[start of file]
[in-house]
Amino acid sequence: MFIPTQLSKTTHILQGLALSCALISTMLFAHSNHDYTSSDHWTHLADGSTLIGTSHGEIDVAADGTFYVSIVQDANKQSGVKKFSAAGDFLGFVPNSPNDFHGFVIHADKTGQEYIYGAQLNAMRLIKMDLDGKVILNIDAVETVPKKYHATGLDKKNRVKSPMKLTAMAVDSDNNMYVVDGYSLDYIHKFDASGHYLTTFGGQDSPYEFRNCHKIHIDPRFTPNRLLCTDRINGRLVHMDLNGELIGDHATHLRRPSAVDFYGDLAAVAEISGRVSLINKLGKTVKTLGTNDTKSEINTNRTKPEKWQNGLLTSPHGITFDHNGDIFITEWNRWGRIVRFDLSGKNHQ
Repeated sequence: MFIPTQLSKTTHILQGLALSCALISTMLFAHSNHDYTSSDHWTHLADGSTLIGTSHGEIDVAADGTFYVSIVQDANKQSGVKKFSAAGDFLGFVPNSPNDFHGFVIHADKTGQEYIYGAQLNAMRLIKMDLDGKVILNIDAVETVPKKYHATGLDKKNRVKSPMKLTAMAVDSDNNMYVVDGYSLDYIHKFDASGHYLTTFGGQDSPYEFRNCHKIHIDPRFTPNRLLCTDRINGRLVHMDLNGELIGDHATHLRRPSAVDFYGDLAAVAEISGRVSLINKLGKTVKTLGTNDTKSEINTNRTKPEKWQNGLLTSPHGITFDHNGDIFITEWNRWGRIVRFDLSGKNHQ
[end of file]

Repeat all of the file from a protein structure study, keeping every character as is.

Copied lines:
[in-house]
Amino acid sequence: MFIPTQLSKTTHILQGLALSCALISTMLFAHSNHDYTSSDHWTHLADGSTLIGTSHGEIDVAADGTFYVSIVQDANKQSGVKKFSAAGDFLGFVPNSPNDFHGFVIHADKTGQEYIYGAQLNAMRLIKMDLDGKVILNIDAVETVPKKYHATGLDKKNRVKSPMKLTAMAVDSDNNMYVVDGYSLDYIHKFDASGHYLTTFGGQDSPYEFRNCHKIHIDPRFTPNRLLCTDRINGRLVHMDLNGELIGDHATHLRRPSAVDFYGDLAAVAEISGRVSLINKLGKTVKTLGTNDTKSEINTNRTKPEKWQNGLLTSPHGITFDHNGDIFITEWNRWGRIVRFDLSGKNHQ
Repeated sequence: MFIPTQLSKTTHILQGLALSCALISTMLFAHSNHDYTSSDHWTHLADGSTLIGTSHGEIDVAADGTFYVSIVQDANKQSGVKKFSAAGDFLGFVPNSPNDFHGFVIHADKTGQEYIYGAQLNAMRLIKMDLDGKVILNIDAVETVPKKYHATGLDKKNRVKSPMKLTAMAVDSDNNMYVVDGYSLDYIHKFDASGHYLTTFGGQDSPYEFRNCHKIHIDPRFTPNRLLCTDRINGRLVHMDLNGELIGDHATHLRRPSAVDFYGDLAAVAEISGRVSLINKLGKTVKTLGTNDTKSEINTNRTKPEKWQNGLLTSPHGITFDHNGDIFITEWNRWGRIVRFDLSGKNHQ